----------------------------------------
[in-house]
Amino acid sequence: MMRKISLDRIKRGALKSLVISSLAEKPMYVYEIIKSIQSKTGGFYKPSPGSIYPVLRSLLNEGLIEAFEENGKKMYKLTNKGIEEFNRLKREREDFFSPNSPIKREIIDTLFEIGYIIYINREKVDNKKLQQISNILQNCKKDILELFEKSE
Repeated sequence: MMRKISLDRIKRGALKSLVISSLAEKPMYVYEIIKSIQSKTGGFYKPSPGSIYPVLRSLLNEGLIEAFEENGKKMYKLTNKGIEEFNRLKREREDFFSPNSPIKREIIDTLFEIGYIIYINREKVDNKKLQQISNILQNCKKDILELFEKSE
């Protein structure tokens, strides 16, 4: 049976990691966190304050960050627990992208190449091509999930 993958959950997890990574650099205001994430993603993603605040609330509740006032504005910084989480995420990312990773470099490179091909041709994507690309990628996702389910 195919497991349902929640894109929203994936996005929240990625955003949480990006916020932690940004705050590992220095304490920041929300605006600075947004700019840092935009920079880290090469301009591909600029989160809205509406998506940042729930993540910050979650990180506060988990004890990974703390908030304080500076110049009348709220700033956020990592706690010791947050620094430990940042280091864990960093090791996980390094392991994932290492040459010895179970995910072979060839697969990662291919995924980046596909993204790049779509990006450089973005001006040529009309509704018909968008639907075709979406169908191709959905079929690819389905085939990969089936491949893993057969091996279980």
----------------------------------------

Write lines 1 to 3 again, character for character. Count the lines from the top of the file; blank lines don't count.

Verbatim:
[in-house]
Amino acid sequence: MMRKISLDRIKRGALKSLVISSLAEKPMYVYEIIKSIQSKTGGFYKPSPGSIYPVLRSLLNEGLIEAFEENGKKMYKLTNKGIEEFNRLKREREDFFSPNSPIKREIIDTLFEIGYIIYINREKVDNKKLQQISNILQNCKKDILELFEKSE
Repeated sequence: MMRKISLDRIKRGALKSLVISSLAEKPMYVYEIIKSIQSKTGGFYKPSPGSIYPVLRSLLNEGLIEAFEENGKKMYKLTNKGIEEFNRLKREREDFFSPNSPIKREIIDTLFEIGYIIYINREKVDNKKLQQISNILQNCKKDILELFEKSE